Smart Solutions Case Studies
“Negligent entrustment” can stem from employees driving company-owned vehicles, their personal vehicles, or other vehicles on company business. Employers have a responsibility to know if an employee has something in his or her driving background that creates a risk to others. Negligent entrustment implies a company knew or should have known that it put an unsafe driver behind the wheel of a vehicle and allowed that employee to drive on behalf of the company. (CNA is an MCAA benefactor sponsor.)
A contracted estimator fell from an extension ladder when a cracked rung broke while he was climbing the ladder. The estimator was seriously injured, sustaining a skull fracture and multiple leg fractures. The estimator had been aware of the defect in the ladder. The defect was caused when the ladder fell at an earlier job site. However, the estimator continued to use the ladder rather than seeking a replacement. These ladder safety tips from CNA will help you keep workers safe.
Distracted driving poses significant risk to every business that has employees who drive both company-owned and personal vehicles for company business. Common activities that divert attention from the road include texting, most mobile phone use, eating and drinking, reaching for an object, talking with a passenger, and reading navigation systems. According to the National Safety Council (NSC), for the second consecutive year, more than 40,000 people died in motor vehicle crashes in 2017. According to a 2017 NSC public opinion poll, 74 percent rated distracted drivers as a major concern for traffic safety. Use this guide from CNA to assist in developing and supporting a program that helps in the control of driver behaviors, based on statistics about the impact of cell phone use and driver distractions, such as talking and texting.
Fair or foul weather, driving always presents hazards. But winter months curse drivers with conditions that are far different than those they face during the summer. CNA offers these tips for safe winter driving and being prepared for emergencies on the road.
Over the past few years, a greater focus has been placed on employee health and wellness as it relates to the issue of sitting versus standing at a computer workstation. The number of sit/stand workstations is on the rise, causing employees to ask the question, “Is a sit/stand workstation right for me?” Working in the same location for hours can affect concentration and muscles, which can in turn affect work productivity. CNA offers this guidance on how to maximize comfort while working at a computer workstation and reduce pain and injuries.
Manual material handling is the largest single cause of lost workday injuries in construction. One out of every four work injuries happens because someone lifted, carried, pushed, or pulled something the wrong way or lifted beyond his or her capacity. Workers should be trained on proper and safe material handling techniques either manually or by using mechanical means. The use of correct handling techniques is one of the ways to help reduce injuries.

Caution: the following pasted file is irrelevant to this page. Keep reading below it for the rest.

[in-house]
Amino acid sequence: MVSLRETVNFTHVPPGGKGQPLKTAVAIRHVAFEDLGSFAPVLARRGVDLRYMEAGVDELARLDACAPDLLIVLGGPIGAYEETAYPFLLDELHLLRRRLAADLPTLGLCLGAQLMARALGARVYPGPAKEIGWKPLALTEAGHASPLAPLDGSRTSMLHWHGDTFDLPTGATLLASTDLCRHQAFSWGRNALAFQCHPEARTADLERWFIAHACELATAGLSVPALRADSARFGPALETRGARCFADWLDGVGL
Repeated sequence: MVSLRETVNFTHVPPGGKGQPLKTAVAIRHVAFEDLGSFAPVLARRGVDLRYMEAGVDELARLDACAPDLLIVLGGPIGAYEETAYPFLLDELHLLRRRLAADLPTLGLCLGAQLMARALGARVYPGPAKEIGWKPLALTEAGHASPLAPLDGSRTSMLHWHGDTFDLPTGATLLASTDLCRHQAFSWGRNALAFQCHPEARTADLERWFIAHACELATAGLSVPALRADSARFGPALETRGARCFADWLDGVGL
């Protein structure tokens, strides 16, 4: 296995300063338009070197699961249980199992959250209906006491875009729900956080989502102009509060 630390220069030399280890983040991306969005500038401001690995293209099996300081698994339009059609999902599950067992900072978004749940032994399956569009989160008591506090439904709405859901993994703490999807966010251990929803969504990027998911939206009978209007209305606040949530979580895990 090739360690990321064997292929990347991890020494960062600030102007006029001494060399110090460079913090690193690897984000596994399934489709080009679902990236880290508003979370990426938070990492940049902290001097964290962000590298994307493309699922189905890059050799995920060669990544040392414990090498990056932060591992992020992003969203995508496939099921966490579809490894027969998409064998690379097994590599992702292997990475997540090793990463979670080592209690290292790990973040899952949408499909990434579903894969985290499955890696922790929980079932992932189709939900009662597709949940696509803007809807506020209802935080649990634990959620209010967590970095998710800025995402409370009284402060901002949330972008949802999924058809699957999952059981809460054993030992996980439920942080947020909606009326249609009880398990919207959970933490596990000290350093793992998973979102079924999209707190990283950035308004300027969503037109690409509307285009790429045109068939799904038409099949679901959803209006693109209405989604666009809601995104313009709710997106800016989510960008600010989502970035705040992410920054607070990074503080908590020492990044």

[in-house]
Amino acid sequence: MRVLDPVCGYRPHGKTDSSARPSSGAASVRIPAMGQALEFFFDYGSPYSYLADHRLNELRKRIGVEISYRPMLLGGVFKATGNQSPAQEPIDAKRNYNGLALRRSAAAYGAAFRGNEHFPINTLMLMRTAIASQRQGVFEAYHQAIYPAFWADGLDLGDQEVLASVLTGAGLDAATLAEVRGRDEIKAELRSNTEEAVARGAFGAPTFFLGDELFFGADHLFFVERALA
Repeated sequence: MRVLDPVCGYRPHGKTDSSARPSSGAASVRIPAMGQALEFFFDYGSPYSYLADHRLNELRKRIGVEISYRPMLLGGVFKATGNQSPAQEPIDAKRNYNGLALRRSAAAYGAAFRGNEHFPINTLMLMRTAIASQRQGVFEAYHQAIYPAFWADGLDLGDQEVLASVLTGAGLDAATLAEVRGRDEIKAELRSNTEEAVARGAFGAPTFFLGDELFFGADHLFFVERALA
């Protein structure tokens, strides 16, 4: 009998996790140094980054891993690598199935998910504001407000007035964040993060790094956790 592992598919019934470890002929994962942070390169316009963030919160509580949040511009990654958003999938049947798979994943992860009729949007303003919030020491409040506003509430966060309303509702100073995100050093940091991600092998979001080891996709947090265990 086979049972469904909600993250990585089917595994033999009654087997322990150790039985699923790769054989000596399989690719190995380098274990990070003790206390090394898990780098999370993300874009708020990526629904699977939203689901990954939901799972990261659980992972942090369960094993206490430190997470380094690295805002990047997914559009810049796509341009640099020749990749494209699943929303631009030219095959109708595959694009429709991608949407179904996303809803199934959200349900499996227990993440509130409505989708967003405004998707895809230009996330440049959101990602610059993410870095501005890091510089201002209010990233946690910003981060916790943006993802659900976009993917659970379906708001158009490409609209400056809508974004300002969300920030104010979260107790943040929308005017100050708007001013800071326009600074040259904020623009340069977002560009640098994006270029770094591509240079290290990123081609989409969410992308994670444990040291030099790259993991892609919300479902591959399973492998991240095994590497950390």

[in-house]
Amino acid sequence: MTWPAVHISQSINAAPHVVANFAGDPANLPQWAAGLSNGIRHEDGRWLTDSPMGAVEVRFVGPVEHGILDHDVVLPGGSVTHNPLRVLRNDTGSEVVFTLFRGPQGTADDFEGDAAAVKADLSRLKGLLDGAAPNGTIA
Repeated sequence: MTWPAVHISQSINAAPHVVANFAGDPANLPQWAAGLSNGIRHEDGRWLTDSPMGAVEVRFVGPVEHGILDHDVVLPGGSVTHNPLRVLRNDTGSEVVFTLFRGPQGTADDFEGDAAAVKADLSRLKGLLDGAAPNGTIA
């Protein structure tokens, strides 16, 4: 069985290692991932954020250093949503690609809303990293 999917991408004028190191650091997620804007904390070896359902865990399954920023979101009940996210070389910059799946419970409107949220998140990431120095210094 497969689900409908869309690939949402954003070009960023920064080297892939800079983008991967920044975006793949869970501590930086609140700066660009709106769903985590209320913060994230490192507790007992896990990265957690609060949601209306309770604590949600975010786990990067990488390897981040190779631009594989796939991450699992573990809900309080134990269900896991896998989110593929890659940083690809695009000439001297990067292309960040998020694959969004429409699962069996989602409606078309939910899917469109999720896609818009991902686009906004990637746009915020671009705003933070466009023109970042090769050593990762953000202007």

Take a look around your company. Chances are, your workplace has changed in the past 10 years. Your workforce has changed as well. Regardless of industry, the U.S. workforce is aging. The U.S. Bureau of Labor Statistics has estimated that 25 percent of the workforce will be age 55 or older by 2020. This aging workforce brings with it the potential for escalating workers’ compensation costs, particularly since older employees typically experience more severe workplace injuries and illnesses than younger ones.
There has been much confusion about who is required to have a U.S. Department of Transportation (USDOT) number. Many contractors feel it’s only needed for truckers hauling for hire, which is not the case.
Legal actions sometimes cast a wide net, drawing an employer into a claim by alleging that the use of a vehicle in the case was for business purposes. Business use can be alleged as the result of something as simple as storing some small tools in the automobile, taking the mail to the post office, or being on a cell phone call with the office.
Global business insurer CNA, the Mechanical Contractors Association (MCA) of Georgia, and several other construction trade associations partnered with the nonprofit community revitalization group Rebuilding Together to celebrate the 123rd anniversary of Atlanta’s Carrie Steele-Pitts Home (CSPH), one of the nation’s oldest child-caring homes. On October 15, approximately 100 volunteers gathered for a day of major repairs to renovate and transform CSPH.
What is the first thing that comes to mind when the word “safety” is mentioned in a meeting or on a jobsite? Perhaps you imagine superintendents reminding employees to wear their personal protective equipment (PPE). You may picture a checklist of all the necessary precautions to be completed prior to starting a job. It is often perceived that safety slows an operation down, when, says CNA, safety should be associated with profitability.
Laptop computers are vital tools used by a wide population of contractors and are also the number-one risk they are facing due to theft. Since laptop computers and handheld devices are not typically used in a fixed, securable location such as a jobsite, additional measures are needed to protect them. Get started with these tips for laptop computer and mobile device security from CNA.